Mind the gap

Every transport-related conversation should start with the question, ‘how will this give us hope to stay within 1.5 degrees of warming?’


Paul Callister and Robert McLachlan

3 min read

Every transport-related conversation should start with the question, ‘how will this give us hope to stay within 1.5 degrees of warming?’. But there remains a big gap in thinking. Motorway and airport expansions are still being promoted despite the clear evidence that they will increase emissions.

The need for rapid and substantial emission reductions was in the background in many of the presentations given at the Future of Rail conference. But it was only Roman Shmakov, representing Generation Zero, who specially asked why long distance and regional passenger rail is absent from the Government’s transport policy documents. These come primarily from the work of the Ministry of Transport, the Ministry of the Environment, and the Climate Change Commission. They include the 2021 Rail Plan, the Emission Reduction Plan and advice to government on how best to reduce emissions.

This is despite the overwhelming evidence that trains are substantially lower emissions than planes. In addition, trains’ energy use is substantially lower, an advantage that will continue even if passenger electric planes shift from prototypes to actually flying commercially. Power to fuel as an alternative to fossil fuels would also require huge amounts of renewable electricity, as would the direct use of hydrogen.

Now the Inquiry into the Future of Inter-regional Passenger Rail in New Zealand has released its report. Clearly many submitters saw trains as a key means for reducing emissions and the report acknowledges this.

But the gains will only come about if:

  1. We quickly rebuild our passenger rail network.

  2. We have a substantial modeshift from cars and planes to trains.

We can rebuild the network. But will people use the trains?

The presentations at the conference presented a wide range of potential train revivals, from linking up the golden triangle of Auckland, Hamilton and Tauranga, relinking South Island towns and cities along existing rail tracks, through to more aspirational ideas such as a train/ferry link to Queenstown. There was also recognition of the first/last mile problem to make trains easier to access. Housing intensification around rail hubs was also touched upon creating a potential market to draw upon.

​Pre-conference blogs highlighted the untapped markets for train travel, such as the transport-disadvantaged with limited regional travel options and teenagers. The high cost of the current tourist trains, along with their infrequent schedules, makes them impossible for most families.

Source: Great Journeys of New Zealand website.

But missing from the conference day were many other aspects of the sweeping, systemic changes that the IPCC repeatedly finds are necessary for a safe future.

Models of Growth

There is an emerging debate between traditional economic growth, green growth and degrowth. In the decarbonisation model of Avoid/Shift/Improve, traditional growth relies almost entirely on ‘improve’. It may pay lip service to planetary boundaries but assumes that innovation and productivity will solve the problems. Road building and expansion of airports will stimulate the economy and lift standards of living. Trading schemes, such as the ETS, will solve emission challenges. If there is an impending shortage of particular minerals to support this growth, pricing and science will ensure that we swap to new alternatives. Unfortunately, these views, unsupported by science, are behind the view that in Aotearoa New Zealand long-distance trains are as part of the past, not the future. This was the view of Treasury as it drove restructuring of the economy after 1984. Treasury was not present at the conference.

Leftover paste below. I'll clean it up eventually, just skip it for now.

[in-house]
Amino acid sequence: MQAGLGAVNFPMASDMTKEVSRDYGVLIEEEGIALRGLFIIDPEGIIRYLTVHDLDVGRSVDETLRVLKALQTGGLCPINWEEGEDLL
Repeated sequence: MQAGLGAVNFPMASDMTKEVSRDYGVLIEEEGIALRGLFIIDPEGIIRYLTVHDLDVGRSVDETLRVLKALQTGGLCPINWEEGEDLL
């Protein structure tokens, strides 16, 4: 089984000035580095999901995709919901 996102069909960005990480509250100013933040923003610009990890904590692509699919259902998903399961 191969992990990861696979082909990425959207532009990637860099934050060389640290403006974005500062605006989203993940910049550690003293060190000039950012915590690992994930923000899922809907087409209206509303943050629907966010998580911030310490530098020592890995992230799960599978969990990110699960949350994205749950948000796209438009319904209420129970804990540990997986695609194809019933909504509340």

Green growthers also rely heavily on technological innovation, but focus on both ‘Shift’ and ‘Improve’. For them, new types of trains, planes, and fuels lead the way for long distance mobility. Degrowthers focus primarily on ‘Avoid’ and ‘Shift’, placing a much higher weight on the efficiency of resource and energy use and the social purpose of travel. Trains are a key part of future mobility.

These discussions were not a key part of the conference. Yet if the conventional economic model is doomed to failure, we need to explore the alternatives.

Urban design, roads, and sprawl

Many of the talks at the conference provided a vision of how we can grow our population and housing stock along rail corridors. In fact, the word ‘growth’ – economic and population growth – was heard repeatedly as part of arguments for investment in passenger rail. It was cited as a key reason for getting the improved services in the lower North Island over the line. But growth is a double-edged sword. Taking the Capital Connection as an example, do we really want 150 km of sprawl and strip development from Wellington to Manawatū, even if the old town centres are linked by improved passenger rail? This becomes even more problematic when combined with the present push for continued expansion of the road and motorway network, further encouraging long-distance commuting and sprawl.

These are essential issues, even if they are too much for the humble train to tackle all by itself. There was mention at the conference of the overall car bias of the transport system. But the underlying question – can we achieve a high-quality passenger rail network without addressing car bias – remained unanswered.